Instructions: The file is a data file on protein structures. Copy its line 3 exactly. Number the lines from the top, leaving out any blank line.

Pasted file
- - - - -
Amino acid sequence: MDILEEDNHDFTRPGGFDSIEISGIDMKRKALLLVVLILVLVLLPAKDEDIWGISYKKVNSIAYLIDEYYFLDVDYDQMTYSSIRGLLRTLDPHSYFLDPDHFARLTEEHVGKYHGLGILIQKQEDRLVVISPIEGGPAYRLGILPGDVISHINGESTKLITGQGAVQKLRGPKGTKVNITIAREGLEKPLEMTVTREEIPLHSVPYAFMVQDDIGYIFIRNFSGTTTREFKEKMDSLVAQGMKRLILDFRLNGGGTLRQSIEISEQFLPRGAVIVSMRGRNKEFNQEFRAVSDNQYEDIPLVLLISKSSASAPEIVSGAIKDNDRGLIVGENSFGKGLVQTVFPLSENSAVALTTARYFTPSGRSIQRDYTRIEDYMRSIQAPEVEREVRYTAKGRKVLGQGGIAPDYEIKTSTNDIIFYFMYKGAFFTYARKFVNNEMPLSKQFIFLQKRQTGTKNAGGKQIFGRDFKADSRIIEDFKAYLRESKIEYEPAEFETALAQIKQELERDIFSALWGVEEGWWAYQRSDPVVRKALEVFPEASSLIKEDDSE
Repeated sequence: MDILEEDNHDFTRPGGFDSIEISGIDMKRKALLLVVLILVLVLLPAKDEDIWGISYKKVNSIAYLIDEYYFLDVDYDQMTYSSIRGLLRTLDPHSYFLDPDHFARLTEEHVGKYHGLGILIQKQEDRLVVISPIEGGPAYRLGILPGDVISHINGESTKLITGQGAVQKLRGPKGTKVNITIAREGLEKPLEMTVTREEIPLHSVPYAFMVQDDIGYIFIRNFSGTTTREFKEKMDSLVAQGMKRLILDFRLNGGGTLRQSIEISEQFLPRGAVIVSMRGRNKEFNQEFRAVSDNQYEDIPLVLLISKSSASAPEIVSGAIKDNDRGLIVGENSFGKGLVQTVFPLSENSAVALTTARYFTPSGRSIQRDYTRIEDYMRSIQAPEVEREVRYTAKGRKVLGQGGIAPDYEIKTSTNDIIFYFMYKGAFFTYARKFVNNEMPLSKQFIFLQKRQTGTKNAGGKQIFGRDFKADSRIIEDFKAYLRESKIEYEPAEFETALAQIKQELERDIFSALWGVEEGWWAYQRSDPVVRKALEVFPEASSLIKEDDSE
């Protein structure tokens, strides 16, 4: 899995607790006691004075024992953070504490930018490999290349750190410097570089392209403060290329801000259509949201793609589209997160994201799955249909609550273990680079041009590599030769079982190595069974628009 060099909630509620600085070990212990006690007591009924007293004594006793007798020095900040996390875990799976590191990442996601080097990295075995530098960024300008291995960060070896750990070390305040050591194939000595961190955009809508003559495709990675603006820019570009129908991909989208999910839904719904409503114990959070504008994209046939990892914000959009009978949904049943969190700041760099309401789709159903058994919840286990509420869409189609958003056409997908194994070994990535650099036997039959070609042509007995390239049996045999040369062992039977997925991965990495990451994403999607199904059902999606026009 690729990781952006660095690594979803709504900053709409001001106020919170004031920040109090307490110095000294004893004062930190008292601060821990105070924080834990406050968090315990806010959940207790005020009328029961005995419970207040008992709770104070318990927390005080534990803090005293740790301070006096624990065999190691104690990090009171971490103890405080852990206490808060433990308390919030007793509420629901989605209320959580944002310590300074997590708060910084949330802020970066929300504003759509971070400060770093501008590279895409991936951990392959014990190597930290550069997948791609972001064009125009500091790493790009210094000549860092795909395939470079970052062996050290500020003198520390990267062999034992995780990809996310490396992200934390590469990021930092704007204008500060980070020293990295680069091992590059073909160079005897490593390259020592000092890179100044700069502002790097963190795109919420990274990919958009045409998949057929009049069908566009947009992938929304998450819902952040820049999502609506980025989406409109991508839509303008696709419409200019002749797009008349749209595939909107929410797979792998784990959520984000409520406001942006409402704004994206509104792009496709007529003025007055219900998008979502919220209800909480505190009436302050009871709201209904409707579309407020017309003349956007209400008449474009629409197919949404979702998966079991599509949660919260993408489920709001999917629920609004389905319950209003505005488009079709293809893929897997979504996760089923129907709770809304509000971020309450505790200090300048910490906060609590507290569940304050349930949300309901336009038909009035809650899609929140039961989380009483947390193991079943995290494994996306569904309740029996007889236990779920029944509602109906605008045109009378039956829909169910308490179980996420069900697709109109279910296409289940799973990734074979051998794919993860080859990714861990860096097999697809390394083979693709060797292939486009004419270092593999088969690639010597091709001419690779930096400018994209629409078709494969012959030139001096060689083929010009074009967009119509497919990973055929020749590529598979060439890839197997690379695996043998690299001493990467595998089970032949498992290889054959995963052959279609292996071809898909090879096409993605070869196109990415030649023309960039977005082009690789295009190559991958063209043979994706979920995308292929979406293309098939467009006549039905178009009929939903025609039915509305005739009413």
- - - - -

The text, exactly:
């Protein structure tokens, strides 16, 4: 899995607790006691004075024992953070504490930018490999290349750190410097570089392209403060290329801000259509949201793609589209997160994201799955249909609550273990680079041009590599030769079982190595069974628009 060099909630509620600085070990212990006690007591009924007293004594006793007798020095900040996390875990799976590191990442996601080097990295075995530098960024300008291995960060070896750990070390305040050591194939000595961190955009809508003559495709990675603006820019570009129908991909989208999910839904719904409503114990959070504008994209046939990892914000959009009978949904049943969190700041760099309401789709159903058994919840286990509420869409189609958003056409997908194994070994990535650099036997039959070609042509007995390239049996045999040369062992039977997925991965990495990451994403999607199904059902999606026009 690729990781952006660095690594979803709504900053709409001001106020919170004031920040109090307490110095000294004893004062930190008292601060821990105070924080834990406050968090315990806010959940207790005020009328029961005995419970207040008992709770104070318990927390005080534990803090005293740790301070006096624990065999190691104690990090009171971490103890405080852990206490808060433990308390919030007793509420629901989605209320959580944002310590300074997590708060910084949330802020970066929300504003759509971070400060770093501008590279895409991936951990392959014990190597930290550069997948791609972001064009125009500091790493790009210094000549860092795909395939470079970052062996050290500020003198520390990267062999034992995780990809996310490396992200934390590469990021930092704007204008500060980070020293990295680069091992590059073909160079005897490593390259020592000092890179100044700069502002790097963190795109919420990274990919958009045409998949057929009049069908566009947009992938929304998450819902952040820049999502609506980025989406409109991508839509303008696709419409200019002749797009008349749209595939909107929410797979792998784990959520984000409520406001942006409402704004994206509104792009496709007529003025007055219900998008979502919220209800909480505190009436302050009871709201209904409707579309407020017309003349956007209400008449474009629409197919949404979702998966079991599509949660919260993408489920709001999917629920609004389905319950209003505005488009079709293809893929897997979504996760089923129907709770809304509000971020309450505790200090300048910490906060609590507290569940304050349930949300309901336009038909009035809650899609929140039961989380009483947390193991079943995290494994996306569904309740029996007889236990779920029944509602109906605008045109009378039956829909169910308490179980996420069900697709109109279910296409289940799973990734074979051998794919993860080859990714861990860096097999697809390394083979693709060797292939486009004419270092593999088969690639010597091709001419690779930096400018994209629409078709494969012959030139001096060689083929010009074009967009119509497919990973055929020749590529598979060439890839197997690379695996043998690299001493990467595998089970032949498992290889054959995963052959279609292996071809898909090879096409993605070869196109990415030649023309960039977005082009690789295009190559991958063209043979994706979920995308292929979406293309098939467009006549039905178009009929939903025609039915509305005739009413």